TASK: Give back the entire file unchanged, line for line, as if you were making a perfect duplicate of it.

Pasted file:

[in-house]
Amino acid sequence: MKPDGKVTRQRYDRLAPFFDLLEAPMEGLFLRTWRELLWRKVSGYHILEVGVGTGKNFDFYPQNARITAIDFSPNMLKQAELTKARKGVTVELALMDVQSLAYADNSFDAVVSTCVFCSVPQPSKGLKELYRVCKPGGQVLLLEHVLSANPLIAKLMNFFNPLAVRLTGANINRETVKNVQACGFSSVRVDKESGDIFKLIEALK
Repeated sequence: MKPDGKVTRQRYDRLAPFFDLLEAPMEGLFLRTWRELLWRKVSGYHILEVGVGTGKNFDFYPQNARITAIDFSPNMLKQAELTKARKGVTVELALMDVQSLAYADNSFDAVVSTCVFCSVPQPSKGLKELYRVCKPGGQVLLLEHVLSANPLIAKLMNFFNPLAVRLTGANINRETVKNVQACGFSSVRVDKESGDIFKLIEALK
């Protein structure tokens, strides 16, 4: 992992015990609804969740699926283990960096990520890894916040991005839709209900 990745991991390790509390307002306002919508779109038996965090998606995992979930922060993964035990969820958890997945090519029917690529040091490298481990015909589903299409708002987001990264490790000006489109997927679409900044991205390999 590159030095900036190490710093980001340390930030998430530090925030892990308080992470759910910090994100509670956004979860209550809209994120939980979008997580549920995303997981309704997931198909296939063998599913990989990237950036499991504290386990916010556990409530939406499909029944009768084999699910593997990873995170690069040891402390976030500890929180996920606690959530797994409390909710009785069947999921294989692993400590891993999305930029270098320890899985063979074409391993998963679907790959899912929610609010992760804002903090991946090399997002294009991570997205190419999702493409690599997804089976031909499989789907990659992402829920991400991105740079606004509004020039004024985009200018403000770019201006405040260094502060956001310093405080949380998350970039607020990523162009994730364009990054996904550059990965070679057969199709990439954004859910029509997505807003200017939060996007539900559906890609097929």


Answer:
[in-house]
Amino acid sequence: MKPDGKVTRQRYDRLAPFFDLLEAPMEGLFLRTWRELLWRKVSGYHILEVGVGTGKNFDFYPQNARITAIDFSPNMLKQAELTKARKGVTVELALMDVQSLAYADNSFDAVVSTCVFCSVPQPSKGLKELYRVCKPGGQVLLLEHVLSANPLIAKLMNFFNPLAVRLTGANINRETVKNVQACGFSSVRVDKESGDIFKLIEALK
Repeated sequence: MKPDGKVTRQRYDRLAPFFDLLEAPMEGLFLRTWRELLWRKVSGYHILEVGVGTGKNFDFYPQNARITAIDFSPNMLKQAELTKARKGVTVELALMDVQSLAYADNSFDAVVSTCVFCSVPQPSKGLKELYRVCKPGGQVLLLEHVLSANPLIAKLMNFFNPLAVRLTGANINRETVKNVQACGFSSVRVDKESGDIFKLIEALK
């Protein structure tokens, strides 16, 4: 992992015990609804969740699926283990960096990520890894916040991005839709209900 990745991991390790509390307002306002919508779109038996965090998606995992979930922060993964035990969820958890997945090519029917690529040091490298481990015909589903299409708002987001990264490790000006489109997927679409900044991205390999 590159030095900036190490710093980001340390930030998430530090925030892990308080992470759910910090994100509670956004979860209550809209994120939980979008997580549920995303997981309704997931198909296939063998599913990989990237950036499991504290386990916010556990409530939406499909029944009768084999699910593997990873995170690069040891402390976030500890929180996920606690959530797994409390909710009785069947999921294989692993400590891993999305930029270098320890899985063979074409391993998963679907790959899912929610609010992760804002903090991946090399997002294009991570997205190419999702493409690599997804089976031909499989789907990659992402829920991400991105740079606004509004020039004024985009200018403000770019201006405040260094502060956001310093405080949380998350970039607020990523162009994730364009990054996904550059990965070679057969199709990439954004859910029509997505807003200017939060996007539900559906890609097929």